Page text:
“Being without distraction and of a calm mind, one should practise prānāyāma. Even a person who is well-skilled in the practice of the three bandhas should try always to cognise with a true heart that Principle which should be known and is the cause of all objects and their attributes. Both expiration and inspiration should (be stopped and made to) rest in restraint of breath (alone). He should depend solely on Brahman which is the highest aim of all visibles. (The giving out of) all external objects is said to be rechaka (expiration). The (taking in of the) spiritual knowledge of the Śāstras is said to be pūraka (inspiration) and (the keeping to oneself of) such knowledge is said to be kumbhaka (or restraint of breath). He is an emancipated person who practises thus such a chitta. There is no doubt about it. Through kumbhaka, it (the mind) should be always taken up, and through kumbhaka alone it should be filled up within. It is only through kumbhaka that kumbhaka should be firmly mastered. Within it is Paramaśiva. That (vāyu) which is non-motionless should be shaken again through kantha-mudrā (throat-posture). Having checked the course of vāyu, having become perfect in the practice of expiration and restraint of breath and having planted evenly on the ground the two hands and the two feet, one should pierce the four seats through vāyu through the three yogas. He should shake Mahāmeru with the (aid of) prakotis (forces)34 at the mouth of vāyu. The two putas (cavities) being drawn, vāyu throbs quickly. The union of moon, sun and agni should be known on account of nectar. Through the motion of Meru, the devatās who stay in the centre of Meru move. At first in his Brahma-granthi, there is produced soon a hole (or passage). Then having pierced Brahma-granthi, he pierces Vishnu-granthi then he pierces Rudra-granthi. Then to the yogin comes vedha35 (piercing) through his liberation from the impurities of delusion, through the religious ceremonies (performed) in various births, through the grace of gurus and devatās and through the practice of yoga.
“In the mandala (sphere or region) of Sushumnā (situated between Idā and Piṅgalā, vāyu should be made to rise up through the feature known as Mudrā-bandha. The short pronunciation (of Pranava) frees (one) from sins: its long pronunciation confers (on one) moksha. So also its pronunciation in āpyāyana or pluta svara (tone). He is a knower of Veda, who through the above-mentioned three ways of pronunciation36 knows the end of Pranava which is beyond the power of speech, like the never-ceasing flow of oil or the long-drawn bell-sound. The short svara goes to bindu. The long svara goes to brahmarandhra: the pluta to dvādaśānta (twelfth centre). The mantras should be uttered on account of getting mantra siddhis. This Pranava (OM) will remove all obstacles. It will remove all sins. Of this, are four bhūmikās (states) predicated, viz., ārambha, ghata, parichaya, and nishpatti. Ārambha is that state in which one having abandoned external karmas performed by the three organs (mind, speech and body), is always engaged in mental karma only. It is said by the wise that the ghata state is that in which vāyu having forced an opening on the western side and being full, is firmly fixed there. Parichaya state is that in which vayu is firmly fixed to ākāś, neither associated with jīva nor not, while the body is immovable. It is said that nishpatti state is that in which there take place creation and dissolution through Ātmā or that state in which a yogin having become a jīvanmukta performs yoga without effort.
“Whoever recites this Upanishad becomes immaculate like agni. Like vāyu, he becomes pure. He becomes freed from the sin of drinking alcohol. He becomes freed from the sins of the theft of gold. He becomes a jīvanmukta. This is what is said by the Ṛgveda. Like the eye pervading the ākāś (seeing without effort everything above), a wise man sees (always) the supreme seat of Vishnu. The brāhmanas who have always their spiritual eyes wide open praise and illuminate in diverse ways the spiritual seat of Vishnu.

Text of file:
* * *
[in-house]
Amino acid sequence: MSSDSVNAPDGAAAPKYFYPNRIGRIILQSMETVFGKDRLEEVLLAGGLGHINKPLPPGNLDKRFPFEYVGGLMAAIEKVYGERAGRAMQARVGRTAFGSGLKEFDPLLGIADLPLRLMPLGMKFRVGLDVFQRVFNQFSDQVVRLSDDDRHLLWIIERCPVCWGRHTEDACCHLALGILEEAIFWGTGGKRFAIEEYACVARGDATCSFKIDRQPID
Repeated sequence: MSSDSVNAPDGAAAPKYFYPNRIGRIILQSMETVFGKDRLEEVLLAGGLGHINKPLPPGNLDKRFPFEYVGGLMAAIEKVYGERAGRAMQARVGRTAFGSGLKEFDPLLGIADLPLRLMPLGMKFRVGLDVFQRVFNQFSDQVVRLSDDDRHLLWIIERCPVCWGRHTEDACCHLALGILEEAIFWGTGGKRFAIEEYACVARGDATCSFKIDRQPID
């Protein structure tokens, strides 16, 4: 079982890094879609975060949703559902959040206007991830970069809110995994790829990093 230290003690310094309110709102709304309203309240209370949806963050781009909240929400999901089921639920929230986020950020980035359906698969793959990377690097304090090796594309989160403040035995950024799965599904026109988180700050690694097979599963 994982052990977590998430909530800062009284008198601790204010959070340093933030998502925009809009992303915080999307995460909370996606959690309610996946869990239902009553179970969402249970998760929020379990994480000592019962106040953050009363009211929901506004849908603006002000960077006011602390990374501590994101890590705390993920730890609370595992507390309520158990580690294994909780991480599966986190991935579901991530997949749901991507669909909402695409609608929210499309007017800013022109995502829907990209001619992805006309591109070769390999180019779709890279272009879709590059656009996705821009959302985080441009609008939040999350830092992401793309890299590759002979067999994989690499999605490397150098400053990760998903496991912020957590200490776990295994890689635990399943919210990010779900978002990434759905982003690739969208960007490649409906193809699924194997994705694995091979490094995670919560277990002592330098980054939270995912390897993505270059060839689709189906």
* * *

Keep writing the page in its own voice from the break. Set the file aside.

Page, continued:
“Om, thus is the Upanishad.”
1. This means boar and refers to the incarnation of Vishnu as a boar.
2. Books such as Mahābhārata and Rāmāyana.
3. Prāna, Apāna, Udāna, Vyāna and Samāna, having their respective places and functions in the body.
4. Sound, touch, form, taste and odour.
5. Producing respectively uncertainty, certain knowledge, fluctuation of thought, and egoism and having certain centres in the body.
6. In the states of waking, dreaming and dreamless sleeping.
7. Being past karmas now being enjoyed, past karmas being in store to be enjoyed hereafter and the karmas now produced to be enjoyed hereafter.
8. Presiding over water or tongue.
9. Presiding over odour or nose.
10. Presiding over leg or nether world.
11. Vide the translation of Sarvasāra-Upanishad.
12. This refers to the several class of persons in different modes of life who wear their hair in different ways as yogins, ascetics and so on.
13. Meaning respectively mental restraint, bodily restraint, the renunciation or practising of works without reference to their fruits, endurance of heart and soul, etc., faith and settled peace of mind.
14. Meaning meditation and reflection thereon.
15. Viz., Vishnu, the Lord of all persons.
16. During the solar and lunar eclipses, these rites are done by the Hindūs.
17. Of the six saktis, she is one that gives wisdom.
18. Either controlling the breath through prānāyāma or the consolidation of mercury through some means, leading in both cases to siddhis, etc.
19. Of the two causes of the universe, Spirit is the nimitta (instrumental) cause while matter is the upādāna (material) cause. This material cause is again subdivided into three: viz., ārambha (initial), parināma (changed) and vivarta (illusory). The first or material cause may be exemplified by the cotton or woollen thread being the initial material cause of cloth or dresses which are woven out of these threads without changing the threads; the second by milk being the changed cause of curd, since a change takes place in the milk which becomes curd; the third by a serpent being the illusory cause of a rope, for here through illusion we mistake the rope for the serpent.
20. The mystic Hindū Tamil books teem with works on medicine through which the higher siddhis can be developed.
21. Jīvanmukti is emancipation. Jīvanmuktas are those that have attained emancipation.
22. [See note 21.]
23. This word and others are explained in full later on in the text.
24. Lit., secret sleep.
25. Suka is a Ṛshi, the son of the present Vyāsa and the narrator of Bhāgavata Purāna. Vāmadeva is also a Ṛshi.
26. Bird’s path, like birds which fly at once to the place they intend to go; Ant’s path, like ants which move slowly.
27. It is that of intense self-absorption when one loses his consciousness of individuality.
28. Hathayoga, as stated in Patañjali’s Yoga Philosophy.
29. There are either the five elements or Mūlādhāra (sacral plexus), Svādhishthāna (epigastric or prostatic plexus), Manipūraka (solar plexus), Anāhata (cardiac plexus) and Visuddhi (laryngeal or pharyngeal plexus). These are situated respectively in the anus, the genital organs, navel, heart and throat. The last or the sixth plexus is omitted here, as the five plexuses mentioned above correspond to the five elements. This chapter treating of yoga is very mystical.
30. This is one of the postures treated of in Siva Samhita and other books.
31. There are four kinds of yoga—the fourth being Rājayoga. Mantrayoga is that in which perfection is obtained through the pronunciation of mantras. Layayoga is that in which perfection is obtained through laya (absorption).
32. They mean respectively forbearance, religious restraint, posture, restraint of breath, subjugation of the senses, contemplation, meditation, and intense self-absorption.
33. Lit., germ.
34. It is mystic here and later on.
35. He has pierced all the granthis and hence becomes a master of vedha.
36. There are the three kinds of pronunciation with 1 mātrā, 2 mātrās and 3 mātrās. They are respectively hrasva, dīrgha and pluta which may be translated as short, long and very long.